Old Masters Academy

The Impasto Technique of Rembrandt

The Impasto Technique of Rembrandt



Creating Impastos in Oil Paintings

Impasto Technique of Rembrandt oil painting techniques

The simplest way to create an impasto surface is to apply paint in large amounts, usually with either a brush or palette knife. Commercial oil colors have a heavy consistency, so this can be achieved by working directly from the tube applying the colors in thick layers. Opacity and built-up texture are usually interrelated, with much of the thickest impasto consisting of solid and opaque pigments, such as lead white or titanium white. Passages of thickly applied paint can also be translucent, so extender pigments are chosen that supply both bulk and transparency.

The Impasto Technique of Rembrandt

Impasto oil painting Technique of Rembrandt

Impasto is paint laid on a canvas or panel in quantities that make it stand out from the surface and is usually thick enough that brush or palette knife strokes are visible. The first known use of the word was in 1784, from Italian impasto, the noun of the verb impastare “to put in paste.”

Thick passages of paint can serve a number of functions in paintings. First, the relief of impastos can intensify highlights by increasing the light-reflecting properties of the paint. This effect extends the tonal range of the painting by making highlights appear more brilliant. Second, skillfully and minutely worked impastos can depict wrinkled skin or the texture of intricately crafted surfaces of jewelry and fabrics such as in the works of Rembrandt, Frans Hals and Diego Velázquez. The nineteenth-century painter Vincent van Gogh used impastos to build up and define the forms in his paintings with thick daubs of paint, so that the viewer can see the strength and speed by which the artist applied the paint, giving them added expressiveness. Fourth, impastos can emphasize the physical qualities of the paint itself as can be seen in the works of such twentieth-century painters as Jackson Pollock and Willem de Kooning.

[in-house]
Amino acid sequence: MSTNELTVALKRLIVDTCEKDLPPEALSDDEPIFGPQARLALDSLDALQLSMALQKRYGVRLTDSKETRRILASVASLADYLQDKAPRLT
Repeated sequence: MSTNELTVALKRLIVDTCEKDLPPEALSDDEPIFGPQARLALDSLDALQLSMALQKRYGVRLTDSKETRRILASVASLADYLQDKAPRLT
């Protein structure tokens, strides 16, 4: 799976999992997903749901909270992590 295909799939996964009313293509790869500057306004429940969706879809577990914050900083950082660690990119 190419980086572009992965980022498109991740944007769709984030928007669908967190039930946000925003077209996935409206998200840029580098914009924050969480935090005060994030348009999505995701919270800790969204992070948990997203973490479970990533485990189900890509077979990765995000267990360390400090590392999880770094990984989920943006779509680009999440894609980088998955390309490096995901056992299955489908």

Rembrandt used impastos
to accentuate highlights by the increased illumination of surfaces facing the light source and the exaggeration of shadows on surfaces facing away from the light source. It appears that this was the sole intention of the impasto in the illuminated parts of the face in the Self Portrait of 1659 at the National Gallery in Washington. The brushstrokes are scarcely related to the form of the face.The combination of chiaroscuro and impasto in Rembrandt’s paintings shows an affinity with the method of Titian, who was the first to use thickly applied and dragged impasto. This marked the innovation of replacing the painterly means of direct representation with a method of suggestion and illusion.

Creating Impastos in Your Paintings

 

oil-painting-Impasto-Technique-of-Rembrandt

The simplest way to create an impasto surface is to apply paint in large amounts, usually with either a brush or palette knife. Commercial oil colors have a heavy consistency, so this can be achieved by working directly from the tube applying the colors in thick layers. Opacity and built-up texture are usually interrelated, with much of the thickest impasto consisting of solid and opaque pigments, such as lead white or titanium white. Passages of thickly applied paint can also be translucent, so extender pigments are chosen that supply both bulk and transparency.

Extender pigments, often called fillers, as powders usually appear white or cream-colored, when mixed with oil are virtually transparent, making them suitable as a modifying agent for glazing paints that also contain translucent colored pigments. Chalk, barite, kaolin (clay), talc, silica (quartz) and bentonite are extender pigments that add body and translucency to glaze-like paints without causing a great change in color.